Doubt, fear, excess, anxiety about the future. Somewhere in the Middle takes viewers on a journey through the day-to-day minds of these artists. “My biggest fear is that I’ll never work again.” “I had to come to terms with the fact that I was an alcoholic.” “I’m never satisfied with my work.” “I definitely have regrets about choosing the life of an artist.”

 In the end, these five artists share advice and wisdom with young people who are thinking about following their passions. While it becomes evident that an artist’s life is not for everyone, Dan offers up a succinct bit of encouragement for those with no quit in them: “Get in the fight.”

We speak to director Nathan Ives ahead of the film’s 10/15 release on Amazon.

Tell us about Somewhere in the Middle - -  how long has this been brewing away?

It originated from a conversation I had with Griffin House, one of the artists in the film, a couple of years ago. I’ve been a fan of his for some time and hired him to write a song for a narrative film I did a in 2016, ‘A Christmas In New York.’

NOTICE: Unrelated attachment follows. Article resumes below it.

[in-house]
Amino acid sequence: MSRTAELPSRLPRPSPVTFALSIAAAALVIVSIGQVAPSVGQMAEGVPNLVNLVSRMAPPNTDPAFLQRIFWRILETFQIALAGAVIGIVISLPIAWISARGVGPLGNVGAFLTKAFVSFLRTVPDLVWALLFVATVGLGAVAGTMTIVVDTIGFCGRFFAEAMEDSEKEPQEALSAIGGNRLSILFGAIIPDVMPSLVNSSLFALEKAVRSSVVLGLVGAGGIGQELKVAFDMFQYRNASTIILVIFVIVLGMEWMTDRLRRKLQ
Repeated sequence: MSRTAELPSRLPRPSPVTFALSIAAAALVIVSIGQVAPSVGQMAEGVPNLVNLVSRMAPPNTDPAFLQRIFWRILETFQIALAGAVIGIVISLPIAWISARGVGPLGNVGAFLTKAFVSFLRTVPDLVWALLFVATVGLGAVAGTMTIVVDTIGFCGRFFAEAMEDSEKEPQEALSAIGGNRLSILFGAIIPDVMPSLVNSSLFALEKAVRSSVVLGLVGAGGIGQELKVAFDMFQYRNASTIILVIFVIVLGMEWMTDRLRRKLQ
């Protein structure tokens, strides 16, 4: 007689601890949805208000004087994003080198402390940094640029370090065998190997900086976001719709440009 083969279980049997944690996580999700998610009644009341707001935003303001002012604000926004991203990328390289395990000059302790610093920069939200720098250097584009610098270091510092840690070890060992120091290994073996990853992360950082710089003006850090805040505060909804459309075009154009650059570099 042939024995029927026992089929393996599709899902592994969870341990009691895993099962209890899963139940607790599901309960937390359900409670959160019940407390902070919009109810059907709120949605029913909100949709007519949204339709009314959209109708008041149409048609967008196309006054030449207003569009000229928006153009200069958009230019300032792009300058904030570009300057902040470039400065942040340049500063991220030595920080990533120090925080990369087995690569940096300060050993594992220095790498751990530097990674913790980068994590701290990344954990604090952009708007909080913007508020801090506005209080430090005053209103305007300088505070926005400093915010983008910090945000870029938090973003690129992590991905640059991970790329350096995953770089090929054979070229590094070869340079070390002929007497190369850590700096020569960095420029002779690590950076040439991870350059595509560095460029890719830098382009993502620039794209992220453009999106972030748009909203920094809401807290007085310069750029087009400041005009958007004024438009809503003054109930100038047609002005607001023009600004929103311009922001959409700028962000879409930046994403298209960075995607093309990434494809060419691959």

Griffin had a show in LA and we were talking afterwards. I made a comment about how I was impressed with his success and longevity. For over twenty years he has both made a respectable living and has been true to his art. He was very humble about it all, but also relayed a story to me which he references in the film.

The story was basically this: Griffin was playing a sold out show at The City Winery in New York, a venue that holds about 300 people. After the show, a couple came up to him and said ‘we just love your music and just know you’re going to make it some day.’